Starting Monday, the users who might have had their data shared with Cambridge Analytica began getting a detailed message on their News Feeds. Facebook said most of the affected users (more than 70 million) are in the U.S., though there are over a million each in the Philippines, Indonesia and the U.K.

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How will I know if my information was taken?

Facebook will provide links to users so they can find out what they need to do if their information has been taken by Cambridge Analytica.

"In the next month, we will show everyone a tool at the top of your News Feed with the apps you've used and an easy way to revoke those apps' permissions to your data. We already have a tool to do this in your privacy settings, and now we will put this tool at the top of your News Feed to make sure everyone sees it," said Mark Zuckerberg on his Facebook page.

In addition, all 2.2 billion Facebook users will receive a notice section titled “Protecting Your Information” with a link to see what apps they're using and what information the users have shared with those apps. If they want, users can shut off apps individually or turn off third-party access to their apps completely.

What does it mean?

After its worst privacy crisis in history — allegations that this Trump-affiliated data mining firm may have used ill-gotten user data to try to influence elections — Facebook is in full damage-control mode. CEO Mark Zuckerberg acknowledged that he made a “huge mistake” in failing to take a broad enough view of what Facebook’s responsibility is in the world. He’s set to testify before Congress next week.

Cambridge Analytica whistleblower Christopher Wylie previously estimated that more than 50 million people were compromised by a personality quiz that collected data from users and their friends. In an interview aired Sunday on NBC’s Meet the Press, Wylie said the true number could be even larger than 87 million.

Photo courtesy: Facebook
Photo courtesy: Facebook

That Facebook app, called “This is Your Digital Life,” was a personality quiz created in 2014 by an academic researcher named Aleksander Kogan, who paid about 270,000 people to take it. The app vacuumed up not just the data of the people who took it, but also — thanks to Facebook’s loose restrictions — data from their friends, too, including details that they hadn’t intended to share publicly.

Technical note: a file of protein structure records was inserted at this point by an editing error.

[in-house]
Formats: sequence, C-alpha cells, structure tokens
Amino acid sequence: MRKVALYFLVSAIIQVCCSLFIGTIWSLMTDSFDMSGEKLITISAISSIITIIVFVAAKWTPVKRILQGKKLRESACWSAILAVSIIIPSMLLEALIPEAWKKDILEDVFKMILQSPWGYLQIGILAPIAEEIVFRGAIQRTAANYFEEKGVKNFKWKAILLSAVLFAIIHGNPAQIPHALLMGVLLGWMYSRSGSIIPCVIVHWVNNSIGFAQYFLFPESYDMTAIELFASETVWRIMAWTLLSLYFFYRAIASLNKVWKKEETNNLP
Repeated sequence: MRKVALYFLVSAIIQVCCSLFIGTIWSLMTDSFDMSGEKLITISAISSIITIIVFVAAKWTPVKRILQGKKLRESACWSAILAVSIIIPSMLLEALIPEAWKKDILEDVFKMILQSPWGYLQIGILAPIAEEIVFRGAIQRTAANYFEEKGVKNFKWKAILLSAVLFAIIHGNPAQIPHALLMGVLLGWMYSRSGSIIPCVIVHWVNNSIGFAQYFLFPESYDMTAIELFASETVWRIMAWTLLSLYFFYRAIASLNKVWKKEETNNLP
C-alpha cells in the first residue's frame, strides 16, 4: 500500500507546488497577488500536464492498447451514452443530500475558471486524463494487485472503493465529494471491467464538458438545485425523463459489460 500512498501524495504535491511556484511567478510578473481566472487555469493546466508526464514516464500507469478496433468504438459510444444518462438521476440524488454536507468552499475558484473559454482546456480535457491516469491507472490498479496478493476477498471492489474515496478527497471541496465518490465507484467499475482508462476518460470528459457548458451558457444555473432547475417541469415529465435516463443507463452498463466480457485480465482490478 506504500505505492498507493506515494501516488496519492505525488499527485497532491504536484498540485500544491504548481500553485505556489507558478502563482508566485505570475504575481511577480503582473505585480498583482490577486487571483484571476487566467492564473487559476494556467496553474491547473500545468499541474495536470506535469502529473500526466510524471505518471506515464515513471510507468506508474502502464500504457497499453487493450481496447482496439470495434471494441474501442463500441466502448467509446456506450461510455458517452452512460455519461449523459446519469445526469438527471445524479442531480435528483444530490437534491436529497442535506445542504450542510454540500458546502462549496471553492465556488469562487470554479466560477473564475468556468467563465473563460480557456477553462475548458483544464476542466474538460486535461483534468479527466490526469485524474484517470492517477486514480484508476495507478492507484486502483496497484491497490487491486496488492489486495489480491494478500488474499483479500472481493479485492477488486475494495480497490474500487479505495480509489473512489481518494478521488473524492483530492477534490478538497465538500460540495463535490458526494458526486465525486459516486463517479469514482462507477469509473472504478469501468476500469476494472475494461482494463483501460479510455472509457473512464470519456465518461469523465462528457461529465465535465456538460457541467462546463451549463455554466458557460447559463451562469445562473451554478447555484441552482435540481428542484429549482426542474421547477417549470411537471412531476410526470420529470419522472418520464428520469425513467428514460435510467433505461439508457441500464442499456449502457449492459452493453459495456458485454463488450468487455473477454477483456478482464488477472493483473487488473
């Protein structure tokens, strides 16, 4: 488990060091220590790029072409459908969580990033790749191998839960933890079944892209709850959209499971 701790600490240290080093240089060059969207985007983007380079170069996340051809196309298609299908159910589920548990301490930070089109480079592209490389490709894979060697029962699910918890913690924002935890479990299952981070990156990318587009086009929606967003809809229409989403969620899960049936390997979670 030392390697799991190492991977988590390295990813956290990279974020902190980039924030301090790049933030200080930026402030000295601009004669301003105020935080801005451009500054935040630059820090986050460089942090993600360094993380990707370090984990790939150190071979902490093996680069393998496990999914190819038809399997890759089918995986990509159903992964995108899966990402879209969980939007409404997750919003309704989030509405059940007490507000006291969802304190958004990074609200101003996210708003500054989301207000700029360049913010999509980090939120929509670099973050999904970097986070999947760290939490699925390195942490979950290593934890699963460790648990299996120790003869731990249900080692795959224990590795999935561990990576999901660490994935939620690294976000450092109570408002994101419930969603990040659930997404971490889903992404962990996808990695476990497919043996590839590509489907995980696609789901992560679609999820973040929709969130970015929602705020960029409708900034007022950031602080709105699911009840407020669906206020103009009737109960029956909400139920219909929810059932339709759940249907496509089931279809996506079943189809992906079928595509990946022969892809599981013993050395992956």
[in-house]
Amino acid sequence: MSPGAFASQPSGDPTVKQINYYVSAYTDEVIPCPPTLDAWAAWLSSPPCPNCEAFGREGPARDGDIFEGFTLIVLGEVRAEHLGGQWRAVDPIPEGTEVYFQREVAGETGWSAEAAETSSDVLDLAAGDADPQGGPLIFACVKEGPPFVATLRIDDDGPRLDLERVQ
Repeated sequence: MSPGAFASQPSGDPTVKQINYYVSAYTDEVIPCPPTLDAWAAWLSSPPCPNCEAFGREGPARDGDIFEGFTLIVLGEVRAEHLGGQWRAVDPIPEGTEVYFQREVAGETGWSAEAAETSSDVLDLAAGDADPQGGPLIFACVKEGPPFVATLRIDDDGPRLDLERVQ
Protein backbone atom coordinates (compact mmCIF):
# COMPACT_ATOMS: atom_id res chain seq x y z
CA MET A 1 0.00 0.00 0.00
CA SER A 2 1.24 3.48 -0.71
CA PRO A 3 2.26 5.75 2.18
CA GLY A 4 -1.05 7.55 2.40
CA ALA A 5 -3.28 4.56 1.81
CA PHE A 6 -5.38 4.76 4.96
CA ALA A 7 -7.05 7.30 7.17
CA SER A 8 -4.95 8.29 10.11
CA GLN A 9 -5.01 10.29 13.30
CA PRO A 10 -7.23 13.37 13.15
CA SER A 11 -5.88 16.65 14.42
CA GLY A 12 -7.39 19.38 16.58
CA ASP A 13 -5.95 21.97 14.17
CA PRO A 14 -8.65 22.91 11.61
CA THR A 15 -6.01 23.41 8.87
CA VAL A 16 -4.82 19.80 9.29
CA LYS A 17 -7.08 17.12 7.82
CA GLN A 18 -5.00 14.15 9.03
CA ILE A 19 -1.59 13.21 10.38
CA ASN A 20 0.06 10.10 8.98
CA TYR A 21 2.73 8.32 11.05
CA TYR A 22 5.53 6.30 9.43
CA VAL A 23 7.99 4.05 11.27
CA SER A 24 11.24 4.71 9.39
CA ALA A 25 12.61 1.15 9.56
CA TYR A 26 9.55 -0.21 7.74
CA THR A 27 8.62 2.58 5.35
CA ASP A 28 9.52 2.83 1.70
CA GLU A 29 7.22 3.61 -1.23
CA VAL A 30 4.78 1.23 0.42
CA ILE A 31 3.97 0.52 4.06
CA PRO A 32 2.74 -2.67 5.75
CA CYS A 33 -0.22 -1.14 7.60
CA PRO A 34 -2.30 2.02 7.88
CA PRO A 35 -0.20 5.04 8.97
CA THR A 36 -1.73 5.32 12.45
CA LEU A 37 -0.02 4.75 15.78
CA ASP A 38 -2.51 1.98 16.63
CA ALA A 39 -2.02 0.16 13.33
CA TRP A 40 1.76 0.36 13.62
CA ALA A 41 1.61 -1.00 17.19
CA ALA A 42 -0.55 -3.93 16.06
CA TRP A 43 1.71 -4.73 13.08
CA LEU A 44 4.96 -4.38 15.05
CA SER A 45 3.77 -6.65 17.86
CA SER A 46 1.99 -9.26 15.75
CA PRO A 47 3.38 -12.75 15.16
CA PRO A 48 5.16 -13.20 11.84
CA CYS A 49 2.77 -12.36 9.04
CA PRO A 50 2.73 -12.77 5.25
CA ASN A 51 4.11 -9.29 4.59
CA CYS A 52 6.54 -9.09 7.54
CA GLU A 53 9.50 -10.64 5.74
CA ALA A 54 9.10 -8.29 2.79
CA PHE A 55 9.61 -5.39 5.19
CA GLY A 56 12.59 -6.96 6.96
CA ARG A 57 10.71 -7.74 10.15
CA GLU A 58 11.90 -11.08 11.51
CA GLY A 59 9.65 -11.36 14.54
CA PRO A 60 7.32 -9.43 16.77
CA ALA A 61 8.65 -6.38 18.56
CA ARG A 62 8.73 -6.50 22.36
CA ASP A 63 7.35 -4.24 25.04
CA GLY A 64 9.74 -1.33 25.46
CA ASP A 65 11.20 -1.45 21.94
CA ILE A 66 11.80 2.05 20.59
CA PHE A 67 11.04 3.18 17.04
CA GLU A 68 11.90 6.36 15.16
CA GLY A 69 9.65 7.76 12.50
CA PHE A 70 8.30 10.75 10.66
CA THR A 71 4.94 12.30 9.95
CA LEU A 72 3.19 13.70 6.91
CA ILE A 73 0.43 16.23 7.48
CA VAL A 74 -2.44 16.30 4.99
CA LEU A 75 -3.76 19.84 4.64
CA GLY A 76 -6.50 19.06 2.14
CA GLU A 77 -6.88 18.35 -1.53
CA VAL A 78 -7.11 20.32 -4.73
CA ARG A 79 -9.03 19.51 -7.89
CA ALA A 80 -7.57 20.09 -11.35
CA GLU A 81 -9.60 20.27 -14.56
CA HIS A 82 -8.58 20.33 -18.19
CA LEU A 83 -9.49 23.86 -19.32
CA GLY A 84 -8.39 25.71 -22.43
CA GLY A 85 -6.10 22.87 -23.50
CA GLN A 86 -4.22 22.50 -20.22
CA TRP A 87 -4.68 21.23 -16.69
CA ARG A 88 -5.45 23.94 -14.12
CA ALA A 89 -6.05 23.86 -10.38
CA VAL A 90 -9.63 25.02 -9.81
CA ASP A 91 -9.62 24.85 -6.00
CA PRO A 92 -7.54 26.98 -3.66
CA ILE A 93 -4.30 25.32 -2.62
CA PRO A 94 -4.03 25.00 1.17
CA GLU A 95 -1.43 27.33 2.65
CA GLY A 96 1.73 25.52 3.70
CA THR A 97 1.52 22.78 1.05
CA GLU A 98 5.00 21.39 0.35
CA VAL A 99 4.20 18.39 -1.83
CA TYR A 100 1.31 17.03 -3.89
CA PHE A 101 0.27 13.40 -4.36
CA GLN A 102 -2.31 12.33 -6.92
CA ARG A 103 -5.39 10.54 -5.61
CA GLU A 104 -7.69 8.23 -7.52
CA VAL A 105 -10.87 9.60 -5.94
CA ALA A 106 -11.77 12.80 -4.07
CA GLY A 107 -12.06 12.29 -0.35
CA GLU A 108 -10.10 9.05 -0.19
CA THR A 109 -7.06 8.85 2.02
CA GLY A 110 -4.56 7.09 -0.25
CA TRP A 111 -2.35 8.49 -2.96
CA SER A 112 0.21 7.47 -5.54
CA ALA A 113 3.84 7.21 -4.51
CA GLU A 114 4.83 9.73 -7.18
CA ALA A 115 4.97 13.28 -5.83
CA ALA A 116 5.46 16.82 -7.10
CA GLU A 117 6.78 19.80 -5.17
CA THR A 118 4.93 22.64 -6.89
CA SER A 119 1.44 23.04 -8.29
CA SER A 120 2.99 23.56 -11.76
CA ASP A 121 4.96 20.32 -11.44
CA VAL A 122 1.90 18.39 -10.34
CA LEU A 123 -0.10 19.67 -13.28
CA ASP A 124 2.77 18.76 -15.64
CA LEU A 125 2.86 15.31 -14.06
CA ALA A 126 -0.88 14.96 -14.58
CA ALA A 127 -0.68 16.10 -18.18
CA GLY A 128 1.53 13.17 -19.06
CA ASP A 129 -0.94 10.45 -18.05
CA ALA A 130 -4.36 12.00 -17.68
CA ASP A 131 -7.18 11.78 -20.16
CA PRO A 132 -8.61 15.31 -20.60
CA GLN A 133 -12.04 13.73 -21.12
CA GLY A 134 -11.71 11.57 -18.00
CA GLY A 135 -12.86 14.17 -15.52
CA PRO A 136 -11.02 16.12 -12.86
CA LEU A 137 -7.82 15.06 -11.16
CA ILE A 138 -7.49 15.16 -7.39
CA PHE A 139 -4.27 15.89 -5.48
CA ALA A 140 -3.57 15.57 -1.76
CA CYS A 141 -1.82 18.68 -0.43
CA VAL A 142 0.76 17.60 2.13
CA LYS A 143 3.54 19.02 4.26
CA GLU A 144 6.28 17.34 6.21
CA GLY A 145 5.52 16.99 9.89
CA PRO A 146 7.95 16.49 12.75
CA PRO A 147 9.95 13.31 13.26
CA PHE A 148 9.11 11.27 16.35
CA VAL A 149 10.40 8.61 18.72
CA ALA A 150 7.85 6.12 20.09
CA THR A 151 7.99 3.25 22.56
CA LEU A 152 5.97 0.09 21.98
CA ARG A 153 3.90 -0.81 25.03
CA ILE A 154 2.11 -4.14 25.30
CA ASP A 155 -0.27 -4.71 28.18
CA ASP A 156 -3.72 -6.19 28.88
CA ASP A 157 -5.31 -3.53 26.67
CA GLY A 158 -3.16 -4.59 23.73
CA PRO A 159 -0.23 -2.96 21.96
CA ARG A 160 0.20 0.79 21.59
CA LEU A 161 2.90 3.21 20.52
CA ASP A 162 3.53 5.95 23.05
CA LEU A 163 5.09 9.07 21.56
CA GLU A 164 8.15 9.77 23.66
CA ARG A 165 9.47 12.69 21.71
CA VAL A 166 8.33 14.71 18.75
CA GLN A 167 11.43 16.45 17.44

Facebook later limited the data apps can access, but it was too late in this case.

Zuckerberg said Facebook came up with the 87 million figure by calculating the maximum number of friends that users could have had while Kogan’s app was collecting data. The company doesn’t have logs going back that far, he said, so it can’t know exactly how many people may have been affected.

What should you do?

Once you add an app to your Facebook profile or use your Facebook account to log into another site, it’s easy to forget the exposure you incurred and with whom you did business. If you chose to link an outside app to your Facebook account, make sure you research the company is and how they might use your data. Both are important to know

You can check which apps you're signed up for in a desktop browser or Facebook’s mobile apps. You can learn how to protect your personal information on Facebook here.

Facebook allows apps to access much of users' profile information but has tightened up some controls. For instance, it prevents apps from seeing the personal data of people in your friends' list. That was the giant loophole the British researcher legitimately used to access data but then unjustly sold to Cambridge Analytica. Facebook knew this misuse happened about three years ago.

Access to your personal information also depends on what the app or site asked and what you allowed. An app can ask for access to anything in your profile — and can declare some of that information “required” — and you have to decide if you trust it with that data and if you trust the developer to delete your information should you later remove the app.

Apps used to be a big deal on Facebook, leading to the huge popularity of Farmville and Words with Friends, meaning that even if you haven't downloaded a Facebook app, you may already have given an app developer leeway to access your details.